Complete information on Area Development Programmes in India



An important development that has taken place during the Fifth Plan is the preparation of sub- plans on regional basis. The sub-plan approach en­sures a certain order of normal developmental effort from out of the state plan funds supplemented by special central assistance, conceived as an additive to the state effort.

The focus of attention in the sub- plans is on evolving a pattern and strategies of devel­opment which will take into account the local re­sources and problems of the area. Following is a brief discussion on some of the area development programmes based on the sub-plan approach.

(1) Hill Area Development

The hill areas in India constitute roughly 17 per cent of the country's total land mass and about 11 percent (62.15 million in 1981) of its total popula­tion.

These areas broadly fall into two categories: (1) those that are co-extensive with the boundaries of the State or the Union Territory, and (2) those which form a part of a State. The first category includes the states and union territories of the North-Eastern Region, Jammu and Kashmir and Himachal Pradesh. These are termed as 'Special Category States' whose outlays are met, substantially out of Central assist­ance. For the integrated development of the hill states and union territories of the North-Eastern region, the Central Government has set up the North Eastern Council in 1971 by an Act of Parliament.

The Council takes up such schemes as are of com­mon interest to more than one State or Union Terri­tory and to the region as a whole under its develop­ment plans. The Council has played an important role in the development on inter-regional programmes of power generation and transmission, construction of roads, agriculture, animal husbandry, fisheries etc. It has been supporting research and experimen­tal projects. A training infrastructure is being built up for manpower development in the region under the auspices of the Council.

Hill areas forming part of larger composite State occur in Assam, Uttaranchal (formerly Uttar Pradesh), and West Bengal in the Himalayan sub- Himalayan region. These incorporate Karbi Anglong and North Cachar districts of Assam (area 15,200, Darjeeling district of West Bengal (area : 2,400 sq. km), and Dehradun, Pauri Garhwal, Tehri Garhwal, Chamoli, Uttarkashi, Almora, Pithoragarh and Nainital districts of Uttaranchal (area :51,100 sq. km). Although the primary responsibility for the development of these hill areas is that of the con­cerned State Government, the need for Central as­sistance has been realized as far back as the Second Five Year Plan.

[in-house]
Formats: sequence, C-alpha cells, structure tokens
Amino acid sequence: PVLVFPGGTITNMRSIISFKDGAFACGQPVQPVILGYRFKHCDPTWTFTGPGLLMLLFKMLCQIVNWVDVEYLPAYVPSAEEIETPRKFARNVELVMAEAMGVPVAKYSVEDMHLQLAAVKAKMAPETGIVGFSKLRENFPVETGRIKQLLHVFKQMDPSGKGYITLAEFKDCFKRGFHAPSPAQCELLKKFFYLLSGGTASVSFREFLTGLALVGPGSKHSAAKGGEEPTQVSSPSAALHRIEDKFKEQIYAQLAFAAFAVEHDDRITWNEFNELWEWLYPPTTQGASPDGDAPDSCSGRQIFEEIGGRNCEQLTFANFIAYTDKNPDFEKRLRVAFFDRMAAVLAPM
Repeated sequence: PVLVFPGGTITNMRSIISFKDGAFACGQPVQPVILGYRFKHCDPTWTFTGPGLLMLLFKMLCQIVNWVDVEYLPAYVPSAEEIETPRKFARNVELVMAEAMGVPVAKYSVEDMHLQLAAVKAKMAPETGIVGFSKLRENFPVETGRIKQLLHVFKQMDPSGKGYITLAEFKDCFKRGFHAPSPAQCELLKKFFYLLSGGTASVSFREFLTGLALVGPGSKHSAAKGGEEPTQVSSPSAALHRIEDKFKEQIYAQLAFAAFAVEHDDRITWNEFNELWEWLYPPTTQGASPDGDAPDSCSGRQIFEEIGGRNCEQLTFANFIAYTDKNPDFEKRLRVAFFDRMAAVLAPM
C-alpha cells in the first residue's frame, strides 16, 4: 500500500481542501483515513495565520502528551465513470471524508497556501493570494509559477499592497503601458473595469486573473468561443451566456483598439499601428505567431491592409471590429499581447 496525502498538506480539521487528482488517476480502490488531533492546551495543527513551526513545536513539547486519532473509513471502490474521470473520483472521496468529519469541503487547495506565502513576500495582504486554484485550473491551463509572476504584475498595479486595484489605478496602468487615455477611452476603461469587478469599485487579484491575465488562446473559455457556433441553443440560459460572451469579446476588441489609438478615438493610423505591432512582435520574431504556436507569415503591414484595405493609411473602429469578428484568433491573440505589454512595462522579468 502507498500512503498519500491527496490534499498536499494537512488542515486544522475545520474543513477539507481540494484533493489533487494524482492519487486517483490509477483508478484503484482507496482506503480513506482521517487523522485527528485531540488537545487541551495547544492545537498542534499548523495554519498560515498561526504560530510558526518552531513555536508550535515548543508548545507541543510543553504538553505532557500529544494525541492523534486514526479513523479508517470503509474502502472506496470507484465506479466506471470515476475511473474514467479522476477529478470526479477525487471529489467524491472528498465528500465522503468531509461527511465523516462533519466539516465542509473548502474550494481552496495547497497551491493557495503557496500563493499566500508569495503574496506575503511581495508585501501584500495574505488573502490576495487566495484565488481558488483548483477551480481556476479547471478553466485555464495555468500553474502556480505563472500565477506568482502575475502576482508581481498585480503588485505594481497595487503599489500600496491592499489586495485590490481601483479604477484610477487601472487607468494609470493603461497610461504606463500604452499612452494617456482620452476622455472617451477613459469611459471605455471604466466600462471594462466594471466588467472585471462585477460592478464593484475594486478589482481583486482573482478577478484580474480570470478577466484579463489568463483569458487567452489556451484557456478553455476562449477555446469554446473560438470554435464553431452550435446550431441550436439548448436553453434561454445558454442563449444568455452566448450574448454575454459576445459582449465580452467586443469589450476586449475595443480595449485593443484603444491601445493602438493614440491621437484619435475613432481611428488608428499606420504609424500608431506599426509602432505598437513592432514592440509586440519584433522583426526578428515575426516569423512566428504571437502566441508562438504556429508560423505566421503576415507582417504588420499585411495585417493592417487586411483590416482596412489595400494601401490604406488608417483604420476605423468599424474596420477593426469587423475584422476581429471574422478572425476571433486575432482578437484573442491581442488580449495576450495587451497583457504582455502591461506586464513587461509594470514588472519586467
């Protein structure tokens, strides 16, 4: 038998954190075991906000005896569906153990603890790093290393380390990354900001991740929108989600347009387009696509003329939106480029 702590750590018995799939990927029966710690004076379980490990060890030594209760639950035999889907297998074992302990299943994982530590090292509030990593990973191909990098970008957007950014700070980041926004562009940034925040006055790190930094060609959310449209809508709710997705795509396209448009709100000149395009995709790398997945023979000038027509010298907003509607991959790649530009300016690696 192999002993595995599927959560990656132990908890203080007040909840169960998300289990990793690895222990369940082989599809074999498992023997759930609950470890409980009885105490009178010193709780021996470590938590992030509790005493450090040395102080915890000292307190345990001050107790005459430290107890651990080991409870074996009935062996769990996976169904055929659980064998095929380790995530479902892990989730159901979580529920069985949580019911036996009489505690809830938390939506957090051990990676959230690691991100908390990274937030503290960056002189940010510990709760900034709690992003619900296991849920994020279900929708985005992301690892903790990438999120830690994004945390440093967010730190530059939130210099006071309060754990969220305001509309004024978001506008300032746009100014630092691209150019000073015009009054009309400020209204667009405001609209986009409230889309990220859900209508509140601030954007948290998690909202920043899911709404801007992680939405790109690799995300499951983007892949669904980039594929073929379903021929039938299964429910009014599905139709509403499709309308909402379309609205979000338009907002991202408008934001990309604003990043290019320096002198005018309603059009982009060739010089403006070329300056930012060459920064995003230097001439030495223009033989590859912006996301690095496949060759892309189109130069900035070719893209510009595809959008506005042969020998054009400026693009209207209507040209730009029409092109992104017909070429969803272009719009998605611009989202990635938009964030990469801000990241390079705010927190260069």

Arrangements for providing Central assistance to the Hill Areas Development Programme have been further systematized since the commence­ment of the Fifth Five Year Plan.

The Special Cen­tral Assistance is being allocated among the con­stituent States, giving equal weight age to the area and population of the hill areas.

Since the Fifth Plan, the concept of a sub plan has been introduced, in order to ensure complementarily and 1 linkage among the schemes formulated under the various sectors of the State Plan and out of the Centre additive. An­other important hill area extends over the Western Ghats region which incorporates 132 talukas in the States of Maharashtra, Karnataka, Tamil Nadu, Goa and Kerala (area : 134,500 sq. km). Here Central assistance is provided for development programmes in these areas, though the concept of sub-plan has not been introduced. The Tamil Nadu Hill Area is an­other hill area covering a total area of 2,500 sq. km.

The hills pose problems which are peculiar and different from the problems encountered in the plain area. The terrain, besides cultural and socio­economic diversities, calls for formulation of alto­gether different methodologies as also norms and planning standards. The formulation of region spe­cific development strategies for the different hill areas of the country requires as a basic pre-condition detailed information about the social, economic, political and cultural features, resource endowment (both human and physical), development potential and their particular problems.

The guiding principles on which the hill area development programmes should be based are the promotion of secure basic life support system and judicious utilization of land, mineral, water and biotic resources in a total perspective embracing complementarily of interests of the hills and plains. The whole strategy should centre on the active participation of the people, particularly of women in the fulfillment of their basic needs. The people's involvement can be ensured by encouraging the concept of "social fencing" which implies a volun­tary and self imposed discipline in managing soci­ety's resources at a local level.

The hill area programmes place adequate emphasis on exploiting the indigenous resources of the hill through specially designed programmes for the development of horticulture, plantations, agri­culture, animal husbandry, poultry, bee-keeping, forestry, soil conservation and suitable village in­dustries.

The focus is essentially on a package of activities that could be absorbed by the local people and in themselves interact to produce the desired results. Strengthening of the co-operatives or farm­er's service societies has been given great impor­tance. In forestry programme, production forestry such as the plantation programme (for coffee, tea, spices, etc.), agro forestry and social forestry have been emphasized. In the horticultural programme, it is not merely the development of orchards (apple, grapes, banana etc), but tying them up with market­ing that has been emphasized.